Over the years, developments like networked storage, virtualization, virtual tapes, iSCSI, and information lifecycle management have popped up with the aim of easing some of the headaches that IT managers have.
But one gets the feeling that technologies are also developing faster than IT managers can catch up. Network storage is great for centrally managing storage, but it also comes with complicated protocols, such as fiber channel, that storage administrators have to learn. Throw in a couple of other issues into the fray, such as interoperability of legacy storage systems, security, and compliance, and you can see why things need to speed up a bit when it comes to storage management.
That's where I think it's timely to do a little plug fest for the Storage Networking Industry Association (SNIA). For those who haven't heard, the SNIA (often pronounced as "sneer") is a trade association driven by powerful members--or the who's who--of the storage industry.
Heavyweights, from big storage iron makers like EMC, IBM, Hitachi, HP, to tape vendors like Quantum, to networking switch vendors like Cisco, Brocade, and McData, and host bus adapters makers are all in there. The good thing is, the SNIA is strictly vendor-neutral, so members have to abandon their personal agendas and get their hands dirty together on the things that really benefit the industry as a whole, like standards and certifications.
For instance, a standard that has been in the works for a few years, called the SMI-S (Storage Management Interface - Specification) has been approved by the American National Standard for Information Technology (ANSI), and the latest version, the SMI-S 1.0.3, is on track for an ISO (International Standards Organization) approval by the fourth quarter of this year.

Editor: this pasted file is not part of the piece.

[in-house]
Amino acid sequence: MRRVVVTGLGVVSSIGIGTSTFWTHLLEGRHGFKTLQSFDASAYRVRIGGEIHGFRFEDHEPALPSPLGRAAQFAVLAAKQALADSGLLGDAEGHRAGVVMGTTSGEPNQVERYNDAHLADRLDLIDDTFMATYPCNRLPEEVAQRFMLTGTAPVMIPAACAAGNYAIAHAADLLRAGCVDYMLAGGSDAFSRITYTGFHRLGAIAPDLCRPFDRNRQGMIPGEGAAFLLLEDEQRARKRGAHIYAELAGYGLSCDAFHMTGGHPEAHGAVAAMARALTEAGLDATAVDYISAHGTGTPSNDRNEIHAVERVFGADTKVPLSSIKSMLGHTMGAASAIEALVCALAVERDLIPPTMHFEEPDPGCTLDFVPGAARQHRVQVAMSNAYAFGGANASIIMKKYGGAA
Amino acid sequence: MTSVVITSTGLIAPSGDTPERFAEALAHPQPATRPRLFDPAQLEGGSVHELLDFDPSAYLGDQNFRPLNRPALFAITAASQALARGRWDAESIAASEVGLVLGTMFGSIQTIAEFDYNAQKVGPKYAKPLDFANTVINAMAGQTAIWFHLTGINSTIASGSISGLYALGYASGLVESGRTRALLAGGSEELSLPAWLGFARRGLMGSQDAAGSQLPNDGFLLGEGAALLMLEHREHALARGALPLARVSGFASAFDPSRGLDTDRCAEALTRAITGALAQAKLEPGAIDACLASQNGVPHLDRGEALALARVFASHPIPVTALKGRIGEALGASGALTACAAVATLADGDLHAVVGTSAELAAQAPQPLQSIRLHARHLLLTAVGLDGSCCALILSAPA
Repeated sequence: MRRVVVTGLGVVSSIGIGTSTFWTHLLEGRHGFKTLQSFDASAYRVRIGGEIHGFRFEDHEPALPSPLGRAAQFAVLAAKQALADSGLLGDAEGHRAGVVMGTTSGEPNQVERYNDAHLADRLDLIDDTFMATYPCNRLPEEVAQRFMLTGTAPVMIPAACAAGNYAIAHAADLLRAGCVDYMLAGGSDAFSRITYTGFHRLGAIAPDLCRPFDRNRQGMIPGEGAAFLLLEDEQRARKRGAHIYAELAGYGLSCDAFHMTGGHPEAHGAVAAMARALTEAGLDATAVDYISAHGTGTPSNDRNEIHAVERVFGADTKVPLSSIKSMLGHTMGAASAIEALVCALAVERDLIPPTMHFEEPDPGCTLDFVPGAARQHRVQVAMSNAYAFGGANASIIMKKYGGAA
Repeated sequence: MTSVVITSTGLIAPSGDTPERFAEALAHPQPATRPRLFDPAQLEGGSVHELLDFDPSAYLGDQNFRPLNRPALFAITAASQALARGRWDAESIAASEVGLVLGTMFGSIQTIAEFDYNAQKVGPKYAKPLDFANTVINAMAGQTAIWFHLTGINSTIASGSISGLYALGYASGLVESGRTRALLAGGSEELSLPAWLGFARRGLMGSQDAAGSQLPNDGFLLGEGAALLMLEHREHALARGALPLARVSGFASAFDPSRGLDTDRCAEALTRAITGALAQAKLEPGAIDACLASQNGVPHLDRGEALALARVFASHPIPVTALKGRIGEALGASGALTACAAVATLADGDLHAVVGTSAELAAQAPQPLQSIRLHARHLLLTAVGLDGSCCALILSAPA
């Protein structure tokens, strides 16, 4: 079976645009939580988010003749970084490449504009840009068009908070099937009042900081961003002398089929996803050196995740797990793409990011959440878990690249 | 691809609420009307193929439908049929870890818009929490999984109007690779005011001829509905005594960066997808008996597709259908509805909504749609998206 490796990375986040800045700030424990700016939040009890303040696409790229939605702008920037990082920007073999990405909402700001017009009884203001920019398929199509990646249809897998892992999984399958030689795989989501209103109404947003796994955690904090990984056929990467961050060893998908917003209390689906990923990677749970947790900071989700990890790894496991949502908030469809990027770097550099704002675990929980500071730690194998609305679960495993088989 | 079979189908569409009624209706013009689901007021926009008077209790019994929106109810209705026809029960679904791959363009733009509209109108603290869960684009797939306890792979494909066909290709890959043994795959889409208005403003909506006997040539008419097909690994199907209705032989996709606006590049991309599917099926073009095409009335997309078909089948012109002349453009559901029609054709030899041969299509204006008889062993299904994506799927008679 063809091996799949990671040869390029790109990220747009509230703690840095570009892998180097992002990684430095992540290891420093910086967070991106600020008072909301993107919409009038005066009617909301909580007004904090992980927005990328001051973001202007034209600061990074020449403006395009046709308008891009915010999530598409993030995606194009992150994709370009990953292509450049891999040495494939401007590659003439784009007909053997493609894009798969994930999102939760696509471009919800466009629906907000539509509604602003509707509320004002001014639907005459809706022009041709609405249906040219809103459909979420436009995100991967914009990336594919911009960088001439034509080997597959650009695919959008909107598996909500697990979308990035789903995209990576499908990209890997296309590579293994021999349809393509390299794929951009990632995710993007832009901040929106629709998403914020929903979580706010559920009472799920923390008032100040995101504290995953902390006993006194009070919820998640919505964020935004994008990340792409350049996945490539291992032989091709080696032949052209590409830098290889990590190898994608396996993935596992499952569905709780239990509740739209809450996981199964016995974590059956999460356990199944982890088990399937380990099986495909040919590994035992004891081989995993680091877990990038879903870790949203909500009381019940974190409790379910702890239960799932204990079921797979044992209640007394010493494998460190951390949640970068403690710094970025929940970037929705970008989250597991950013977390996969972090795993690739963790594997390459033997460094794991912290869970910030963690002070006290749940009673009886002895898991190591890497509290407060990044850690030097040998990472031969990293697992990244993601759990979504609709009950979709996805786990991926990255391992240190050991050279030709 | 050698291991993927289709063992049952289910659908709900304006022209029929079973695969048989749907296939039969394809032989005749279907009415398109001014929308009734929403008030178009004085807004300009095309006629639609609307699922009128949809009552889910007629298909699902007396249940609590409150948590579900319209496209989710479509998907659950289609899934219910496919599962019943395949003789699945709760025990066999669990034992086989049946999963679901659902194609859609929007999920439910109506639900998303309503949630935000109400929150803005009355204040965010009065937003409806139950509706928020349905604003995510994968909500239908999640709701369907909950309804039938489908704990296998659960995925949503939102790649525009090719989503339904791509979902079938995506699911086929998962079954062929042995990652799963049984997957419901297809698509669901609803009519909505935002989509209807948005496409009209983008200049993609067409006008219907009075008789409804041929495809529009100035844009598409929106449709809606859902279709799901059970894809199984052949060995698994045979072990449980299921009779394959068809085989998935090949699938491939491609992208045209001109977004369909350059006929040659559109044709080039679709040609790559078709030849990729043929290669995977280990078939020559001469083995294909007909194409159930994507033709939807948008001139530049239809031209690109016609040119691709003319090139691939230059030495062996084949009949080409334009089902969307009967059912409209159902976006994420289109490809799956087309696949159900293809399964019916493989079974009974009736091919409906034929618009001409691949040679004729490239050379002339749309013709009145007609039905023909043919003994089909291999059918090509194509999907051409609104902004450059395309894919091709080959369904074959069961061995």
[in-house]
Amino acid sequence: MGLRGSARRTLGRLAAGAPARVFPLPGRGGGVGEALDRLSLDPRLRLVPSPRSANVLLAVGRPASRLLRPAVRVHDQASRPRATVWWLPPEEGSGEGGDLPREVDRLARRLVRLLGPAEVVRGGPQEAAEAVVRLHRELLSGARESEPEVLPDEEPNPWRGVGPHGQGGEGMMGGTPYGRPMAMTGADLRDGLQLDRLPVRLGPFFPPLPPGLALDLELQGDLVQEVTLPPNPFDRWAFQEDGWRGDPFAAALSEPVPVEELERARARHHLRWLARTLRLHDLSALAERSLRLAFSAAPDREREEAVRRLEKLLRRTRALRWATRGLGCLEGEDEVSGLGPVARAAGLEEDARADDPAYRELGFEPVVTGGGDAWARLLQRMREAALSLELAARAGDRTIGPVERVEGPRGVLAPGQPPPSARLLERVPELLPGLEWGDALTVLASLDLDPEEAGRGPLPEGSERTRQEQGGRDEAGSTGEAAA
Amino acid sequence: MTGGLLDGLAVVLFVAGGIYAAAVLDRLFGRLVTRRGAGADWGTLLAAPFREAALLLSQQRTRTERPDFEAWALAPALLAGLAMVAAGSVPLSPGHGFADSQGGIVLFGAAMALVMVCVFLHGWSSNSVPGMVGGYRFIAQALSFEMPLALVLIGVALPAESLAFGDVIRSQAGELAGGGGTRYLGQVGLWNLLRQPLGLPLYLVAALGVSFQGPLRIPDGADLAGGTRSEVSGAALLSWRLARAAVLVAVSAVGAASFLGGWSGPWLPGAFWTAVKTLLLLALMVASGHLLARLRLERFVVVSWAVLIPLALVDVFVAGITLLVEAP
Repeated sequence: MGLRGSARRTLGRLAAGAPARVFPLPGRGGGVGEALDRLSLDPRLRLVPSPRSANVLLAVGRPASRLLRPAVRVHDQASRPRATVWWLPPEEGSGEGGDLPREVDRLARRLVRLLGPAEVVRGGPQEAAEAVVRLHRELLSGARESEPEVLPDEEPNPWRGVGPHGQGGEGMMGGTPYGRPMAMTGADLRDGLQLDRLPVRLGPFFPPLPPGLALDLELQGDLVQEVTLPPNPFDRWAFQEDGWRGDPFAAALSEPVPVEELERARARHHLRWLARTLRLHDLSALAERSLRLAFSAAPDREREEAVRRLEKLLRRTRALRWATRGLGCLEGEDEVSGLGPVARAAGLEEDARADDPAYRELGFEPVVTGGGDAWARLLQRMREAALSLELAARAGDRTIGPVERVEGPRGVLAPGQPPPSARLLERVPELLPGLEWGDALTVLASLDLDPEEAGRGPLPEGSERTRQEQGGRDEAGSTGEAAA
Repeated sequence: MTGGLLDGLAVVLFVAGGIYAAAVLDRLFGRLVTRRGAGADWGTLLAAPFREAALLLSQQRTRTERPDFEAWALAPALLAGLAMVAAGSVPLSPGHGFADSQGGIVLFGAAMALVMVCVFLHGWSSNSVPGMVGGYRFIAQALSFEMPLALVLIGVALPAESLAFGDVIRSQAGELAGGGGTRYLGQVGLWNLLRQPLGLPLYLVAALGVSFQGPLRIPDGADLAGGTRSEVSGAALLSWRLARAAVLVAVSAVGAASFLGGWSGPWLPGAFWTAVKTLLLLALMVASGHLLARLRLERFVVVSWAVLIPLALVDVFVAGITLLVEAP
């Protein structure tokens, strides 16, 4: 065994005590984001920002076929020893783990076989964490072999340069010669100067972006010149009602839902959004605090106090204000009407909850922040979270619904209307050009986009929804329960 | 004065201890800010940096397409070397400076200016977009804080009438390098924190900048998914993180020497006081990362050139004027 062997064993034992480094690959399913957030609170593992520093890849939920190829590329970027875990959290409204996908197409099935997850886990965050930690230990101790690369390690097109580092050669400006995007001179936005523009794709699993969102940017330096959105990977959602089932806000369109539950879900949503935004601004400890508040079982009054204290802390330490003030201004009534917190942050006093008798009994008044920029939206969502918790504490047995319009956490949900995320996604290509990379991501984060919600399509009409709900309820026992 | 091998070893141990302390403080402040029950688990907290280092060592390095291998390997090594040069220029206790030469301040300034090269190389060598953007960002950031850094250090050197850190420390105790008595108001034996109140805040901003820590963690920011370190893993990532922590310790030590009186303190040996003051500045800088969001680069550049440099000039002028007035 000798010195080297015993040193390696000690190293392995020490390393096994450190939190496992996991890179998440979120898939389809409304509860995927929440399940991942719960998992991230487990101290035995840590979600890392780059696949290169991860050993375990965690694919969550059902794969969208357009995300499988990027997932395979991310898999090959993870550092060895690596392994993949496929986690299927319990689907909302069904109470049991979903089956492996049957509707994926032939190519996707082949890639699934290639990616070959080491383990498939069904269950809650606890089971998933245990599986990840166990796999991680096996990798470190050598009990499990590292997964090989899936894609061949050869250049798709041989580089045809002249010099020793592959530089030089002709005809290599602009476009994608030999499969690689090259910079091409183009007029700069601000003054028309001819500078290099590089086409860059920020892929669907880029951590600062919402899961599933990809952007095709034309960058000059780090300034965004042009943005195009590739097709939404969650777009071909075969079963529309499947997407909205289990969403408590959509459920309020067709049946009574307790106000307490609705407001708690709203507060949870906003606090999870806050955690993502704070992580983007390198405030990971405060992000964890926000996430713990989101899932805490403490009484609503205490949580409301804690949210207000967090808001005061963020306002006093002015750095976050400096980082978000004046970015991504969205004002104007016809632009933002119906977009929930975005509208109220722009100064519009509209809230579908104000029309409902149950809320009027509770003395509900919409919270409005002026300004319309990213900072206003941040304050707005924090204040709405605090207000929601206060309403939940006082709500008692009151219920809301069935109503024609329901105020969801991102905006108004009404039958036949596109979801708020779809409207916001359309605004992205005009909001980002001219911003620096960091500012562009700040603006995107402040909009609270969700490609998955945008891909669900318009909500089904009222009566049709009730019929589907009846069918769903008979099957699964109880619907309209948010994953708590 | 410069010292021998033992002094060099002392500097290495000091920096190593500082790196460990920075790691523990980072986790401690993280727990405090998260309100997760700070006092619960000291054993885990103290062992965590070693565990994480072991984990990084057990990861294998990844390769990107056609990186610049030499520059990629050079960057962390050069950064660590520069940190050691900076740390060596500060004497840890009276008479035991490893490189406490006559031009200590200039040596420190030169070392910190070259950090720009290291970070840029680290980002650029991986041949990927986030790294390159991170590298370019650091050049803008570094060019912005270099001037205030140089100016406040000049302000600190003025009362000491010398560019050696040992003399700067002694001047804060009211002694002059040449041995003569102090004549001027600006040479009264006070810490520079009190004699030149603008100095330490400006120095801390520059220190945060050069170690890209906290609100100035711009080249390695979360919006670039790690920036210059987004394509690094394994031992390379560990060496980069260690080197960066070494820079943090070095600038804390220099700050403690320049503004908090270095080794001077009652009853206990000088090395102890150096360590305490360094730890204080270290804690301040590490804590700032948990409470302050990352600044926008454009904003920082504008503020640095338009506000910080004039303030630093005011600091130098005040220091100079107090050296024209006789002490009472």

What's significant about this initiative is that any storage hardware standardized on this specification will interoperate with each other, which means easier management for IT vendors who want the choice of buying from multiple vendors.
And in turn, interoperability means that concepts like virtualization and ILM will eventually see light of day as it helps IT managers better automate the management of storage resources better.
By the way, the SMI-S is only one of the many projects that SNIA is working on. Other initiatives include working with the Global Grid Foundation to explore the use of data storage in enterprise grids, conducting storage security forms and technical workgroups to facilitate information exchange with security professionals. There's even an open-source project, called Aperi, aimed at developing common open-source software for managing storage hardware from different vendors.
How can end-users benefit from all these?
Well, the SNIA is actually hoping to engage more end-users for education, training and certification purposes. If you're one of those lost in the storage quagmire, you can drop in on the nearest regional SNIA affiliate to find out more.